August 27, 2019

Muslim Heritage Festival

 This past weekend we were lucky to attend the Muslim Heritage Festival. The even was set to raise money for the many refugees that have moved into the area. In collaboration with the NGOs that support refugees and the Muslim Heritage Society, they took time to honor the many cultures around that world that are influenced by Islam.

We were able to meet people from India, Pakistan, China, Uzbekistan, many African countries, Iran, Iraq, and, of course, Turkey. Lucky Dragon was fascinated with their stories and displays. He asked several questions and wanted to be involved in all of the activities.

We were able to watch a world famous calligrapher do a presentation on the importance of calligraphy in Chinese and Muslim cultures. The fluid motions of his hands and the beauty of his words were spectacular.

In the courtyard they had several food trucks with ethnic food--all of them Halal of course. The delicious aromas were tantalizing!

They also had several children's art activities. Lucky Dragon painted his own nazar boncugu (evil eye). They are common in Mediterranean cultures to ward off evil. Traditionally they are blue and white. He also created his own stained glass mural with colorful sand to represent the stained glass mosques in Pakistan. He used shapes to design his own mosque, and made his own necklace. He was full of questions.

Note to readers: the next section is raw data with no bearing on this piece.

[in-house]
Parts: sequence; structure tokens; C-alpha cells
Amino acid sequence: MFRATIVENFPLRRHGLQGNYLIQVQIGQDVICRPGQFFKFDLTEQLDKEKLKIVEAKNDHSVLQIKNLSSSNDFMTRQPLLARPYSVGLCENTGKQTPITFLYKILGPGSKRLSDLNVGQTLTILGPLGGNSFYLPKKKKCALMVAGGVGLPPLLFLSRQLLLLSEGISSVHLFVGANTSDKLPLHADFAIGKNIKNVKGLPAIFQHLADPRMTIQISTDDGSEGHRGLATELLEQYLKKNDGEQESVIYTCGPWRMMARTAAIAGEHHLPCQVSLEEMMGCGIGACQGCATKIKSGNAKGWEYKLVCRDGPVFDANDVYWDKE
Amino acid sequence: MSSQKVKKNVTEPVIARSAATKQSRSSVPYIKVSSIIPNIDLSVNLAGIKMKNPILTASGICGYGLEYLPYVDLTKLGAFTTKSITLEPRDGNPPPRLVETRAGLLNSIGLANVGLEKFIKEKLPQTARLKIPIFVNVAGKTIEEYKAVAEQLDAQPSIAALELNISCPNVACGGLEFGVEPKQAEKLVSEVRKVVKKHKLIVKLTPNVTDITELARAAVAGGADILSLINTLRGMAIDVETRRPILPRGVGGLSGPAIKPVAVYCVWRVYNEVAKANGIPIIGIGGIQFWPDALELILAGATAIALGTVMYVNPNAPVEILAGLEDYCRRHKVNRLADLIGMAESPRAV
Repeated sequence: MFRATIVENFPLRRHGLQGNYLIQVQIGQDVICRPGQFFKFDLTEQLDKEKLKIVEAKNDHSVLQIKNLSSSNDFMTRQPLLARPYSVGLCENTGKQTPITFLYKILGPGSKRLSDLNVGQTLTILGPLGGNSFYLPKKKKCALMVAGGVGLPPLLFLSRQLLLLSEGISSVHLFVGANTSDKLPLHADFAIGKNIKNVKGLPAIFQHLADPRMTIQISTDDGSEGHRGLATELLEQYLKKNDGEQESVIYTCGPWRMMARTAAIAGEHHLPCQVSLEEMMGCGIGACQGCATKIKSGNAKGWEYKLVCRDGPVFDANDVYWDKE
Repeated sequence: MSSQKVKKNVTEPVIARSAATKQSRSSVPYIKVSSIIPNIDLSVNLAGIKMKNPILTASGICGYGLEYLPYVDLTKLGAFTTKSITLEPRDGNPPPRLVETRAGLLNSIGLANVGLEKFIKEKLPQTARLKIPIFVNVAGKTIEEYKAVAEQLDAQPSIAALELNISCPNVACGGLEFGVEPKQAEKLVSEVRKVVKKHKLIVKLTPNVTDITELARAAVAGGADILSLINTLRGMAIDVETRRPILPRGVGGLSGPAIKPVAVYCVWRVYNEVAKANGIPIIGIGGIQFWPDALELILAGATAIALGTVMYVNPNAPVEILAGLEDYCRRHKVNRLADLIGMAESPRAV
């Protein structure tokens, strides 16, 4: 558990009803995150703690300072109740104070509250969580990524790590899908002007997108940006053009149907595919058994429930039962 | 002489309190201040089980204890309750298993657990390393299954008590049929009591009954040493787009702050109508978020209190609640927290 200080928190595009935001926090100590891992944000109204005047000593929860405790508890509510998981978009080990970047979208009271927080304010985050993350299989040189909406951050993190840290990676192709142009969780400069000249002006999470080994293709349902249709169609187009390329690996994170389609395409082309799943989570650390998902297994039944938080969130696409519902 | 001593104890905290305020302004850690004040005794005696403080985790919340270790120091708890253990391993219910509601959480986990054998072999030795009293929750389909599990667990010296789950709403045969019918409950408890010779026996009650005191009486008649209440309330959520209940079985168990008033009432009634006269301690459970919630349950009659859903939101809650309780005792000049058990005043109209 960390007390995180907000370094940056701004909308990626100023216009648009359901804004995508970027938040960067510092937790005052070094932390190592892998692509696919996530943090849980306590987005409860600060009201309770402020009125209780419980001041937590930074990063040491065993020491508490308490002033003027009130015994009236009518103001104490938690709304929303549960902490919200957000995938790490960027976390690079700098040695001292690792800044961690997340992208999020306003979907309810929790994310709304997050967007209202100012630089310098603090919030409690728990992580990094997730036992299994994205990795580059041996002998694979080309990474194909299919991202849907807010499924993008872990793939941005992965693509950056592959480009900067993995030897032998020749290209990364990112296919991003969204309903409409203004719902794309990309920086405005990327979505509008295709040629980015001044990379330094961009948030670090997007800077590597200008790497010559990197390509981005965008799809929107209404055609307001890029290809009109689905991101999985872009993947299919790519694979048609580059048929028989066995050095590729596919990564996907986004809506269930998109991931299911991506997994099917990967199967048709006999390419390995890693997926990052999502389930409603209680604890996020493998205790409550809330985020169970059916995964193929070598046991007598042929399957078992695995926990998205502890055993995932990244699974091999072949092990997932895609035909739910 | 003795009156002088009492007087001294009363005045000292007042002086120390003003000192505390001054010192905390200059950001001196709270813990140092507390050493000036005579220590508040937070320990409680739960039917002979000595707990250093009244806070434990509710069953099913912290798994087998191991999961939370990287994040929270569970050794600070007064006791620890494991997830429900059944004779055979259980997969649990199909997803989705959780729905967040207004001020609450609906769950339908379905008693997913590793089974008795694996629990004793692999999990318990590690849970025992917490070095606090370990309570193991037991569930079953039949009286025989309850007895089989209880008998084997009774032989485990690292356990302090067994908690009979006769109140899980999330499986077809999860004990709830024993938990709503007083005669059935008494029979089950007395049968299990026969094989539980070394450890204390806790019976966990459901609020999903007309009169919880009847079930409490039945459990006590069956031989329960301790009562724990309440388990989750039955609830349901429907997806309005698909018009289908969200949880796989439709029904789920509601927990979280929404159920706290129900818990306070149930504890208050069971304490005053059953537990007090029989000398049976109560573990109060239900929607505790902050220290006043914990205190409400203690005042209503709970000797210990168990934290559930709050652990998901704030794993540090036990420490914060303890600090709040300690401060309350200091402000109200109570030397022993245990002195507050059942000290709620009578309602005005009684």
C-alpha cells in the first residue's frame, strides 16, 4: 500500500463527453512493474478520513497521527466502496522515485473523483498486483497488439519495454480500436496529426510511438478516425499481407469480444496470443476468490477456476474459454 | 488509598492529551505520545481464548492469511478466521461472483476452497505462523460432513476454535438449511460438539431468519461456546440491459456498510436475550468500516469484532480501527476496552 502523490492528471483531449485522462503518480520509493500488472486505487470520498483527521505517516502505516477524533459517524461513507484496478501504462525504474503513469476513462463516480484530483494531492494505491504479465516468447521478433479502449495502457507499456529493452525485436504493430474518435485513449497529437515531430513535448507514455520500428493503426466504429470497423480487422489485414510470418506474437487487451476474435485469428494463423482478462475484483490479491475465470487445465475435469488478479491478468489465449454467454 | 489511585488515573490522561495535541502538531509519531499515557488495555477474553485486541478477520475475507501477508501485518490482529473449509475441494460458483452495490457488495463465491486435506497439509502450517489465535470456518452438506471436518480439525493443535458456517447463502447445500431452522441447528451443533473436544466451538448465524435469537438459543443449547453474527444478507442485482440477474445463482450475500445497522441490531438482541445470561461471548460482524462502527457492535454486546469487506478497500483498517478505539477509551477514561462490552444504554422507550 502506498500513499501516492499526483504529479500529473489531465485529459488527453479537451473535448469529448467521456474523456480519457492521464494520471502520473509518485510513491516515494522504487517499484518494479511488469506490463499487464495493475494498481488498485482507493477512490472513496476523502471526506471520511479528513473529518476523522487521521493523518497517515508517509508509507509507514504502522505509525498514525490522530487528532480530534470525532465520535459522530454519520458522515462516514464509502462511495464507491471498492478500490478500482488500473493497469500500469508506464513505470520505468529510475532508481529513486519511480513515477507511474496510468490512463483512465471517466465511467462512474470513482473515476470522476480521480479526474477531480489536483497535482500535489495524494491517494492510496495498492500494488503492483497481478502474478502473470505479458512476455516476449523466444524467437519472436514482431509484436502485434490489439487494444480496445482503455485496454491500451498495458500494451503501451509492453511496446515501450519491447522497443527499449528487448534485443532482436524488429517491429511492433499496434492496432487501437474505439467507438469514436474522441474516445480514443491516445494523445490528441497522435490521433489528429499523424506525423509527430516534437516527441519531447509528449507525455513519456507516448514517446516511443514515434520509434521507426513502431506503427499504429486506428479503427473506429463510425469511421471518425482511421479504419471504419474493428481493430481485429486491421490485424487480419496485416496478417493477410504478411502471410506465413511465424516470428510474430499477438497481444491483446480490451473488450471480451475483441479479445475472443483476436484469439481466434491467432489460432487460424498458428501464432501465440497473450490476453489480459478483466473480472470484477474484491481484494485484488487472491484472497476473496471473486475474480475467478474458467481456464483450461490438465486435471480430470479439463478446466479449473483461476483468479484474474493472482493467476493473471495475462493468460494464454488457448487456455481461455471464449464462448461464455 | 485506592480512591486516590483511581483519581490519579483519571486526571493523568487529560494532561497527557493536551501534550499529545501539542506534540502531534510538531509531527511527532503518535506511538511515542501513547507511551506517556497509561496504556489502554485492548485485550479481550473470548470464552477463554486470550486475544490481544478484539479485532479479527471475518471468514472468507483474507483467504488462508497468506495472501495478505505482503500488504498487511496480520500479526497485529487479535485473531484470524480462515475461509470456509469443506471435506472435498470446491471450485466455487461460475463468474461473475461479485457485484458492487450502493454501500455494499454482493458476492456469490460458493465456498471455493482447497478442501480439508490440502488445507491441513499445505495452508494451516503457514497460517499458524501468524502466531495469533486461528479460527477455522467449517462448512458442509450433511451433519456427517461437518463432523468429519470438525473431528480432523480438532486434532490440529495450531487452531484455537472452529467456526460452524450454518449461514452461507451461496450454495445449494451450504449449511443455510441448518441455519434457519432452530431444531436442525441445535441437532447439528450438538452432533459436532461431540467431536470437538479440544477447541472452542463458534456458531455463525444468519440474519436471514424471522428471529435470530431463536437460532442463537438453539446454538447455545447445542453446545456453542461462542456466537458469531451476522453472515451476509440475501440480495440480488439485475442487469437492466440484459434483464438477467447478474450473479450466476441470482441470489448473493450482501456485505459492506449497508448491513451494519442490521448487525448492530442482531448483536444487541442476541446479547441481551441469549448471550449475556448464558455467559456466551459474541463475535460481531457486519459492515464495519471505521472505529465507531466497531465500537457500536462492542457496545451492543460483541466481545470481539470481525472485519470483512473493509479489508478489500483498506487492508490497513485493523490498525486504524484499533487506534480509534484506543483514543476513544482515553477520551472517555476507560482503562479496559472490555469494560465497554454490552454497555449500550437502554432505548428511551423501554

One of the activities we thought was the coolest, was Turkish erdu paper art. They use a plant based gelatin solution and plant based paint. The artist sprinkles the paint on the gel and after places a paper on top. The color is transferred to the paper leaving the gelatin clear and ready for the next piece.

 He was so proud that they gave him his "name in Arabic" for the back of his art

Koala Bear wanted to swing for most of the time, then she chose a 'doggy' to bring home with her. She of course only wanted to do the craft that included brightly colored ribbons! She has recently discovered that the small pool donuts fit perfectly around her waste. She will put them on and proclaim she is wearing her "pretty dress." She wears them all day! They actually look quite fashionable.

Lady Hiva had her first experience with henna done by a refugee from Lybia. This mother uses her talent in henna to provide for her family. Watching her work was memorizing, she makes it look so easy.

It was a special day. Brought back several memories of living in Turkey and how warm, welcoming and loving the culture is. This is especially true of the way they treat children. I am glad that we had the chance to go. I am happy for experiences like this to help our children learn to love and appreciate diversity.